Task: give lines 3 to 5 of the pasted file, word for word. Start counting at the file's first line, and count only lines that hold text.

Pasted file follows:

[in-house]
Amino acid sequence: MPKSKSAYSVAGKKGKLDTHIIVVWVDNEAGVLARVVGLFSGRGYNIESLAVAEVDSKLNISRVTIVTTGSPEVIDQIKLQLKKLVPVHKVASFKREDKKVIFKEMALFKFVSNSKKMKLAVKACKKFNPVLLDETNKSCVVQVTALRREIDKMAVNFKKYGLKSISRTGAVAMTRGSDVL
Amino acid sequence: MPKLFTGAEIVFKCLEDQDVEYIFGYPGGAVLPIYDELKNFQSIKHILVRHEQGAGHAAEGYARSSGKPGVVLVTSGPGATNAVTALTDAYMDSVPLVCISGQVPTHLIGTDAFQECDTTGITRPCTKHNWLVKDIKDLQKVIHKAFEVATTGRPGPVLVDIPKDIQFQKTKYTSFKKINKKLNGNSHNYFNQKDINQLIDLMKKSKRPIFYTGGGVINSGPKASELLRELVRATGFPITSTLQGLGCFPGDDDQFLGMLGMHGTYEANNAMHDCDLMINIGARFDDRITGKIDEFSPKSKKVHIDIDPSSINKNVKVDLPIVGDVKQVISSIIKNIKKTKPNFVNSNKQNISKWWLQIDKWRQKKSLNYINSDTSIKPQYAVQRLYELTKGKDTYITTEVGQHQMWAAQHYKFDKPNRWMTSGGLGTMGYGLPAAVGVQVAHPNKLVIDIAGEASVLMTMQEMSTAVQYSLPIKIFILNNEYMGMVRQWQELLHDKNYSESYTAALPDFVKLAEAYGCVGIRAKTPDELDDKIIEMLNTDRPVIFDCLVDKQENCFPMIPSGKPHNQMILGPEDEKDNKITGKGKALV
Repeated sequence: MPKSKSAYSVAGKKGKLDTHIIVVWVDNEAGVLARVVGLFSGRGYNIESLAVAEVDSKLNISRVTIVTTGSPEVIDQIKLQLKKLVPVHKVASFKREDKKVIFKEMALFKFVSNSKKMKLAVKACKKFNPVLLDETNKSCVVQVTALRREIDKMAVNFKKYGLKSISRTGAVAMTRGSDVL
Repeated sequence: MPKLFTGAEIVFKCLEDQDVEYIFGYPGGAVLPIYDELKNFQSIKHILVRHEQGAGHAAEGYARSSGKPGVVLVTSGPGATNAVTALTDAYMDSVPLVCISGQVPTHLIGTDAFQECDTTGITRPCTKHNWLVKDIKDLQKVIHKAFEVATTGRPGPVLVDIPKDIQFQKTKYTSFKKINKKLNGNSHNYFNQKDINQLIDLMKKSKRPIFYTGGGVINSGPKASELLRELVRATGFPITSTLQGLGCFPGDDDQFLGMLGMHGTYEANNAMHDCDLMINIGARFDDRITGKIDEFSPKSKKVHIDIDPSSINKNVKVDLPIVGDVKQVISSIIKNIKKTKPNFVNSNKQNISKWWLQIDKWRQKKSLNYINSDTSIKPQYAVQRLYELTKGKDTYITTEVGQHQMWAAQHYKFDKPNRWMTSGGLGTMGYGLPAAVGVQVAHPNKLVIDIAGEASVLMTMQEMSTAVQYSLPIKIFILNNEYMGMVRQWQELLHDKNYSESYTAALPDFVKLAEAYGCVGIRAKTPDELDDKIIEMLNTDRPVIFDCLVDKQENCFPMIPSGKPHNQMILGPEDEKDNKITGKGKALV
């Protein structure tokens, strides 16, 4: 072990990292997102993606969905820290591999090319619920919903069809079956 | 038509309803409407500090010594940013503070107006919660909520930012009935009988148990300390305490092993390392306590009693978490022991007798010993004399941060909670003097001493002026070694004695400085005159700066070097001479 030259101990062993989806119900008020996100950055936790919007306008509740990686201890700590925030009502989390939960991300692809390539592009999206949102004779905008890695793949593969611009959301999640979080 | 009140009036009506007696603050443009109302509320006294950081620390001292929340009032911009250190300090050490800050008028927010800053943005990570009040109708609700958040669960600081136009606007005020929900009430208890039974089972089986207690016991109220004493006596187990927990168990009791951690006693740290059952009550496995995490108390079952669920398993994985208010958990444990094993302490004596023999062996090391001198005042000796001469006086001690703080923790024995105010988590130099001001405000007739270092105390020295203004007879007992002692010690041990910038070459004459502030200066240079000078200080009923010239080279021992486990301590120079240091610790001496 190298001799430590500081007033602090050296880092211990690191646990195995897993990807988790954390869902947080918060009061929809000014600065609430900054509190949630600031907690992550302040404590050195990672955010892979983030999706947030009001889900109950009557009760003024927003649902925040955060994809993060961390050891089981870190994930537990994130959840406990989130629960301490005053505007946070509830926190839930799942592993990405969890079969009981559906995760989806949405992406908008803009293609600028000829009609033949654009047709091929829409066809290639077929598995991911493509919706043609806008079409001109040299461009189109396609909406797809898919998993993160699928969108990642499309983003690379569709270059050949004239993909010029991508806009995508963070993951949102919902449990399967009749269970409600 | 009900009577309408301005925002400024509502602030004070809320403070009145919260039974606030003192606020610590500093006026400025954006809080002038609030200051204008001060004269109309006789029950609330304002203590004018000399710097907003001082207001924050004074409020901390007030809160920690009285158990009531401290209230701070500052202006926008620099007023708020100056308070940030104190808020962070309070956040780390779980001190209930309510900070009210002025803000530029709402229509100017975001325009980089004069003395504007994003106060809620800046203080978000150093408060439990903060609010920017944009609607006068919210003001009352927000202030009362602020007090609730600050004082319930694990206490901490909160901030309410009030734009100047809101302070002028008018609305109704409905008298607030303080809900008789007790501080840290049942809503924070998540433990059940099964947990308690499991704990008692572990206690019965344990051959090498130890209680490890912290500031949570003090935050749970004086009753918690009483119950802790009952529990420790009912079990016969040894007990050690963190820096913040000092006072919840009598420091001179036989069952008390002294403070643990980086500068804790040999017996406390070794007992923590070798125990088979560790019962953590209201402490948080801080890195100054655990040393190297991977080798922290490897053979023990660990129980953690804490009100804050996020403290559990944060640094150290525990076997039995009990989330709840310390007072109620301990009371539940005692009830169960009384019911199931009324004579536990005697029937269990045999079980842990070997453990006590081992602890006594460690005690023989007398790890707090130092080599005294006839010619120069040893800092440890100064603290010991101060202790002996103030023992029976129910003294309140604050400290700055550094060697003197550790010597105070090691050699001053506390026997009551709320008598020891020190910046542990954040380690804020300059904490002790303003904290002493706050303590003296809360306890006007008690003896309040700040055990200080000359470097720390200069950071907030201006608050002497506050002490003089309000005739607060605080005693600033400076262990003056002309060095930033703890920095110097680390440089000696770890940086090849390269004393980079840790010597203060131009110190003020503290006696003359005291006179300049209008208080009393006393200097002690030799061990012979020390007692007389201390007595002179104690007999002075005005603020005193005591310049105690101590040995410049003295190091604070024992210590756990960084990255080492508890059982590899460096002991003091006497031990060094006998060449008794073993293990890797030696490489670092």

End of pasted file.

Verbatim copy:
Amino acid sequence: MPKLFTGAEIVFKCLEDQDVEYIFGYPGGAVLPIYDELKNFQSIKHILVRHEQGAGHAAEGYARSSGKPGVVLVTSGPGATNAVTALTDAYMDSVPLVCISGQVPTHLIGTDAFQECDTTGITRPCTKHNWLVKDIKDLQKVIHKAFEVATTGRPGPVLVDIPKDIQFQKTKYTSFKKINKKLNGNSHNYFNQKDINQLIDLMKKSKRPIFYTGGGVINSGPKASELLRELVRATGFPITSTLQGLGCFPGDDDQFLGMLGMHGTYEANNAMHDCDLMINIGARFDDRITGKIDEFSPKSKKVHIDIDPSSINKNVKVDLPIVGDVKQVISSIIKNIKKTKPNFVNSNKQNISKWWLQIDKWRQKKSLNYINSDTSIKPQYAVQRLYELTKGKDTYITTEVGQHQMWAAQHYKFDKPNRWMTSGGLGTMGYGLPAAVGVQVAHPNKLVIDIAGEASVLMTMQEMSTAVQYSLPIKIFILNNEYMGMVRQWQELLHDKNYSESYTAALPDFVKLAEAYGCVGIRAKTPDELDDKIIEMLNTDRPVIFDCLVDKQENCFPMIPSGKPHNQMILGPEDEKDNKITGKGKALV
Repeated sequence: MPKSKSAYSVAGKKGKLDTHIIVVWVDNEAGVLARVVGLFSGRGYNIESLAVAEVDSKLNISRVTIVTTGSPEVIDQIKLQLKKLVPVHKVASFKREDKKVIFKEMALFKFVSNSKKMKLAVKACKKFNPVLLDETNKSCVVQVTALRREIDKMAVNFKKYGLKSISRTGAVAMTRGSDVL
Repeated sequence: MPKLFTGAEIVFKCLEDQDVEYIFGYPGGAVLPIYDELKNFQSIKHILVRHEQGAGHAAEGYARSSGKPGVVLVTSGPGATNAVTALTDAYMDSVPLVCISGQVPTHLIGTDAFQECDTTGITRPCTKHNWLVKDIKDLQKVIHKAFEVATTGRPGPVLVDIPKDIQFQKTKYTSFKKINKKLNGNSHNYFNQKDINQLIDLMKKSKRPIFYTGGGVINSGPKASELLRELVRATGFPITSTLQGLGCFPGDDDQFLGMLGMHGTYEANNAMHDCDLMINIGARFDDRITGKIDEFSPKSKKVHIDIDPSSINKNVKVDLPIVGDVKQVISSIIKNIKKTKPNFVNSNKQNISKWWLQIDKWRQKKSLNYINSDTSIKPQYAVQRLYELTKGKDTYITTEVGQHQMWAAQHYKFDKPNRWMTSGGLGTMGYGLPAAVGVQVAHPNKLVIDIAGEASVLMTMQEMSTAVQYSLPIKIFILNNEYMGMVRQWQELLHDKNYSESYTAALPDFVKLAEAYGCVGIRAKTPDELDDKIIEMLNTDRPVIFDCLVDKQENCFPMIPSGKPHNQMILGPEDEKDNKITGKGKALV